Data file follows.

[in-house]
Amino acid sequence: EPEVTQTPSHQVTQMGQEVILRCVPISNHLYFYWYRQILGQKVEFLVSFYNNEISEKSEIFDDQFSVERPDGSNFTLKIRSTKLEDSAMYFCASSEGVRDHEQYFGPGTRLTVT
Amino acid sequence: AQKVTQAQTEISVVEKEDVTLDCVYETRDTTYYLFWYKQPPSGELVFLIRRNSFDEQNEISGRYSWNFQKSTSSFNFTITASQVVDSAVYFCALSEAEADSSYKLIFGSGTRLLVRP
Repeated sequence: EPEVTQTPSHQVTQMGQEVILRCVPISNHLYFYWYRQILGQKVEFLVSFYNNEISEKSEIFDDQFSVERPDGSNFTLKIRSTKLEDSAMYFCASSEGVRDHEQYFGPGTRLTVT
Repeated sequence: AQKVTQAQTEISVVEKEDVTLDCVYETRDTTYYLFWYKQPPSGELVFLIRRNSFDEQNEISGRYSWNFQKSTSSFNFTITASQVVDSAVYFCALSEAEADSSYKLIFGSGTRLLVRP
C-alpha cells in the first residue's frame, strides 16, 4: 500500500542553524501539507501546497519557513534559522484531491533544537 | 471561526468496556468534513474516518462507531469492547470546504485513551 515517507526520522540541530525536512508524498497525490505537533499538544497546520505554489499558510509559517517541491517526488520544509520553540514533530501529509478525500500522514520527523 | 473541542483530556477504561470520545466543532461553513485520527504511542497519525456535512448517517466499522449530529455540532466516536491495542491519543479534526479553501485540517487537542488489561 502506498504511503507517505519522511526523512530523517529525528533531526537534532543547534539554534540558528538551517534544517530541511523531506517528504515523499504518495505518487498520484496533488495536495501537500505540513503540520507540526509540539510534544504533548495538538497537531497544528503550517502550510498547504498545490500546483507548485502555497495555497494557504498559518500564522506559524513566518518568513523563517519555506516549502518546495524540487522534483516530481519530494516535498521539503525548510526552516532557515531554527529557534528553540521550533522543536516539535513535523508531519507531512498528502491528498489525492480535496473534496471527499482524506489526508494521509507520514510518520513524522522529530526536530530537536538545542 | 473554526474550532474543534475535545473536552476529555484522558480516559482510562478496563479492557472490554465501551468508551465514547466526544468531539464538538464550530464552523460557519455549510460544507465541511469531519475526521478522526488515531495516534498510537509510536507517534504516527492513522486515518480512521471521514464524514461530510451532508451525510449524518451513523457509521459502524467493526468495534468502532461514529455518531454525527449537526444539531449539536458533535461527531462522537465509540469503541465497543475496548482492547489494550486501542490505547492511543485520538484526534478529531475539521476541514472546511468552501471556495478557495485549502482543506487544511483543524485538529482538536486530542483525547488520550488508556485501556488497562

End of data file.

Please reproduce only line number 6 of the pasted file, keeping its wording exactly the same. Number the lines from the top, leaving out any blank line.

C-alpha cells in the first residue's frame, strides 16, 4: 500500500542553524501539507501546497519557513534559522484531491533544537 | 471561526468496556468534513474516518462507531469492547470546504485513551 515517507526520522540541530525536512508524498497525490505537533499538544497546520505554489499558510509559517517541491517526488520544509520553540514533530501529509478525500500522514520527523 | 473541542483530556477504561470520545466543532461553513485520527504511542497519525456535512448517517466499522449530529455540532466516536491495542491519543479534526479553501485540517487537542488489561 502506498504511503507517505519522511526523512530523517529525528533531526537534532543547534539554534540558528538551517534544517530541511523531506517528504515523499504518495505518487498520484496533488495536495501537500505540513503540520507540526509540539510534544504533548495538538497537531497544528503550517502550510498547504498545490500546483507548485502555497495555497494557504498559518500564522506559524513566518518568513523563517519555506516549502518546495524540487522534483516530481519530494516535498521539503525548510526552516532557515531554527529557534528553540521550533522543536516539535513535523508531519507531512498528502491528498489525492480535496473534496471527499482524506489526508494521509507520514510518520513524522522529530526536530530537536538545542 | 473554526474550532474543534475535545473536552476529555484522558480516559482510562478496563479492557472490554465501551468508551465514547466526544468531539464538538464550530464552523460557519455549510460544507465541511469531519475526521478522526488515531495516534498510537509510536507517534504516527492513522486515518480512521471521514464524514461530510451532508451525510449524518451513523457509521459502524467493526468495534468502532461514529455518531454525527449537526444539531449539536458533535461527531462522537465509540469503541465497543475496548482492547489494550486501542490505547492511543485520538484526534478529531475539521476541514472546511468552501471556495478557495485549502482543506487544511483543524485538529482538536486530542483525547488520550488508556485501556488497562